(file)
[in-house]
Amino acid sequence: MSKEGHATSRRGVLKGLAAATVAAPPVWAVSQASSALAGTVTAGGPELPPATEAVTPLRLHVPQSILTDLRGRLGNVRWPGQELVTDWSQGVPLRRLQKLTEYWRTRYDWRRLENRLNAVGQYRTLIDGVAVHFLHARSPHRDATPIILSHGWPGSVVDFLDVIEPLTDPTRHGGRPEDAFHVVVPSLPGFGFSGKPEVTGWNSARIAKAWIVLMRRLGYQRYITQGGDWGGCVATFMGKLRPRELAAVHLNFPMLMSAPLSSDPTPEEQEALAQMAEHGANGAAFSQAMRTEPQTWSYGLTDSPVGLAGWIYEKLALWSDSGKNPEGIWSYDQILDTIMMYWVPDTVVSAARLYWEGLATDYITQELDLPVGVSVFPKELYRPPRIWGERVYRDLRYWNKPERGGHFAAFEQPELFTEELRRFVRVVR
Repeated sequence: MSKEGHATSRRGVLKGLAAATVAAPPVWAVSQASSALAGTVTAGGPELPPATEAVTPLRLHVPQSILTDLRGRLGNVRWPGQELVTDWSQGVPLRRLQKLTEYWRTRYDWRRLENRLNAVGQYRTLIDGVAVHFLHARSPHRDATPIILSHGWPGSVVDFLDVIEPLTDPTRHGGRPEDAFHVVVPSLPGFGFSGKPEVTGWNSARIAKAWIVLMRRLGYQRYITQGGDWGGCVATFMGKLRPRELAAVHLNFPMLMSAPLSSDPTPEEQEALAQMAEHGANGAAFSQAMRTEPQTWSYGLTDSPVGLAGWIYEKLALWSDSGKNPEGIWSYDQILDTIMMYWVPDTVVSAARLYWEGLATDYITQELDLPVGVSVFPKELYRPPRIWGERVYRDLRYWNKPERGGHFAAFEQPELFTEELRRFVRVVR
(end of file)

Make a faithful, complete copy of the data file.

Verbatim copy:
[in-house]
Amino acid sequence: MSKEGHATSRRGVLKGLAAATVAAPPVWAVSQASSALAGTVTAGGPELPPATEAVTPLRLHVPQSILTDLRGRLGNVRWPGQELVTDWSQGVPLRRLQKLTEYWRTRYDWRRLENRLNAVGQYRTLIDGVAVHFLHARSPHRDATPIILSHGWPGSVVDFLDVIEPLTDPTRHGGRPEDAFHVVVPSLPGFGFSGKPEVTGWNSARIAKAWIVLMRRLGYQRYITQGGDWGGCVATFMGKLRPRELAAVHLNFPMLMSAPLSSDPTPEEQEALAQMAEHGANGAAFSQAMRTEPQTWSYGLTDSPVGLAGWIYEKLALWSDSGKNPEGIWSYDQILDTIMMYWVPDTVVSAARLYWEGLATDYITQELDLPVGVSVFPKELYRPPRIWGERVYRDLRYWNKPERGGHFAAFEQPELFTEELRRFVRVVR
Repeated sequence: MSKEGHATSRRGVLKGLAAATVAAPPVWAVSQASSALAGTVTAGGPELPPATEAVTPLRLHVPQSILTDLRGRLGNVRWPGQELVTDWSQGVPLRRLQKLTEYWRTRYDWRRLENRLNAVGQYRTLIDGVAVHFLHARSPHRDATPIILSHGWPGSVVDFLDVIEPLTDPTRHGGRPEDAFHVVVPSLPGFGFSGKPEVTGWNSARIAKAWIVLMRRLGYQRYITQGGDWGGCVATFMGKLRPRELAAVHLNFPMLMSAPLSSDPTPEEQEALAQMAEHGANGAAFSQAMRTEPQTWSYGLTDSPVGLAGWIYEKLALWSDSGKNPEGIWSYDQILDTIMMYWVPDTVVSAARLYWEGLATDYITQELDLPVGVSVFPKELYRPPRIWGERVYRDLRYWNKPERGGHFAAFEQPELFTEELRRFVRVVR